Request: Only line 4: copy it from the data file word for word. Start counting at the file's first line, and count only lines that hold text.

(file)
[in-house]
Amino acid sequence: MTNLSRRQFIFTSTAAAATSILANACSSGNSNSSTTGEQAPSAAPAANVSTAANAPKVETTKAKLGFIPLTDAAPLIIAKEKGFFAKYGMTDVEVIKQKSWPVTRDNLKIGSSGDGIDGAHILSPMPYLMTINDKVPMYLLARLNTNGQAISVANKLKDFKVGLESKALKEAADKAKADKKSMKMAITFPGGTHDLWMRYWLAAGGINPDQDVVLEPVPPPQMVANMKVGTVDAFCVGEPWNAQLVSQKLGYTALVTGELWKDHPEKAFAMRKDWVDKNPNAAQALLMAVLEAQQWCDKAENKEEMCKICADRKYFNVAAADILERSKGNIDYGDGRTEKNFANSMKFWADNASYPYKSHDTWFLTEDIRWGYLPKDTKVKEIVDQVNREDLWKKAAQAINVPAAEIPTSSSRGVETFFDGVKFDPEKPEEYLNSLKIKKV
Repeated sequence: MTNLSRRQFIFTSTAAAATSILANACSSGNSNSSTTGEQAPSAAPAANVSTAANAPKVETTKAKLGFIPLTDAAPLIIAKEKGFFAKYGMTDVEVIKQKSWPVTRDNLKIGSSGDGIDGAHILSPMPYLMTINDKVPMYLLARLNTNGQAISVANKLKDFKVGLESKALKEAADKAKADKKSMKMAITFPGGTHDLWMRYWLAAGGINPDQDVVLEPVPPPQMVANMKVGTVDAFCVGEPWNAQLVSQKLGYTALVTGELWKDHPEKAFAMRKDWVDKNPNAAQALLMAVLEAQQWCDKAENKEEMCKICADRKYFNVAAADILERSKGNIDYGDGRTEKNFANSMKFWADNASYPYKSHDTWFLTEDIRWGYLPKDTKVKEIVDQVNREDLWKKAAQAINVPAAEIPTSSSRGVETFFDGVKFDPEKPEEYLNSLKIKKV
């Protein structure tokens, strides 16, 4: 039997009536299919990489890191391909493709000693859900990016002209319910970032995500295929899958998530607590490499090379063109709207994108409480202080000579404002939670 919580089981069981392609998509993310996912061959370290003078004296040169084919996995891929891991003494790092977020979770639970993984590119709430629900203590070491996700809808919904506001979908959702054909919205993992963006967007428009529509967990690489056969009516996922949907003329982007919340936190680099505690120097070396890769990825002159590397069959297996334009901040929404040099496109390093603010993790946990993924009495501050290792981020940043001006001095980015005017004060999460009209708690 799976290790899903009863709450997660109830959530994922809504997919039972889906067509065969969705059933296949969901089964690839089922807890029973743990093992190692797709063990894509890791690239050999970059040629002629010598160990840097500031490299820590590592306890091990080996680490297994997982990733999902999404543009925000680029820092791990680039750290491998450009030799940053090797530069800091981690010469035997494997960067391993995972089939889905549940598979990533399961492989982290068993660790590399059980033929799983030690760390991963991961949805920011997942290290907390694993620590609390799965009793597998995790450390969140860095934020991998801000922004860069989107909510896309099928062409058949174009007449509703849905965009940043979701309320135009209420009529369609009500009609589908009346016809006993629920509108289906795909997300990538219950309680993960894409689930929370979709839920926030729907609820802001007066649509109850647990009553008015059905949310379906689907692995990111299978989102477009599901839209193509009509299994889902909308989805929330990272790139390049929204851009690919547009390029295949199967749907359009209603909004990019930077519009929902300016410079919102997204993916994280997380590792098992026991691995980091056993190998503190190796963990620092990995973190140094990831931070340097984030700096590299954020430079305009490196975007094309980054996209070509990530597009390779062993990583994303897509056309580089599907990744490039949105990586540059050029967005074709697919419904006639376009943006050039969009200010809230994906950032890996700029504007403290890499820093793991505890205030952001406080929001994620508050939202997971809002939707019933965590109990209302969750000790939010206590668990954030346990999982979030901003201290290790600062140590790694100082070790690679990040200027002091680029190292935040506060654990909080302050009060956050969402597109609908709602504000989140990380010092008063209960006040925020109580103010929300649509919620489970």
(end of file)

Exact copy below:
């Protein structure tokens, strides 16, 4: 039997009536299919990489890191391909493709000693859900990016002209319910970032995500295929899958998530607590490499090379063109709207994108409480202080000579404002939670 919580089981069981392609998509993310996912061959370290003078004296040169084919996995891929891991003494790092977020979770639970993984590119709430629900203590070491996700809808919904506001979908959702054909919205993992963006967007428009529509967990690489056969009516996922949907003329982007919340936190680099505690120097070396890769990825002159590397069959297996334009901040929404040099496109390093603010993790946990993924009495501050290792981020940043001006001095980015005017004060999460009209708690 799976290790899903009863709450997660109830959530994922809504997919039972889906067509065969969705059933296949969901089964690839089922807890029973743990093992190692797709063990894509890791690239050999970059040629002629010598160990840097500031490299820590590592306890091990080996680490297994997982990733999902999404543009925000680029820092791990680039750290491998450009030799940053090797530069800091981690010469035997494997960067391993995972089939889905549940598979990533399961492989982290068993660790590399059980033929799983030690760390991963991961949805920011997942290290907390694993620590609390799965009793597998995790450390969140860095934020991998801000922004860069989107909510896309099928062409058949174009007449509703849905965009940043979701309320135009209420009529369609009500009609589908009346016809006993629920509108289906795909997300990538219950309680993960894409689930929370979709839920926030729907609820802001007066649509109850647990009553008015059905949310379906689907692995990111299978989102477009599901839209193509009509299994889902909308989805929330990272790139390049929204851009690919547009390029295949199967749907359009209603909004990019930077519009929902300016410079919102997204993916994280997380590792098992026991691995980091056993190998503190190796963990620092990995973190140094990831931070340097984030700096590299954020430079305009490196975007094309980054996209070509990530597009390779062993990583994303897509056309580089599907990744490039949105990586540059050029967005074709697919419904006639376009943006050039969009200010809230994906950032890996700029504007403290890499820093793991505890205030952001406080929001994620508050939202997971809002939707019933965590109990209302969750000790939010206590668990954030346990999982979030901003201290290790600062140590790694100082070790690679990040200027002091680029190292935040506060654990909080302050009060956050969402597109609908709602504000989140990380010092008063209960006040925020109580103010929300649509919620489970």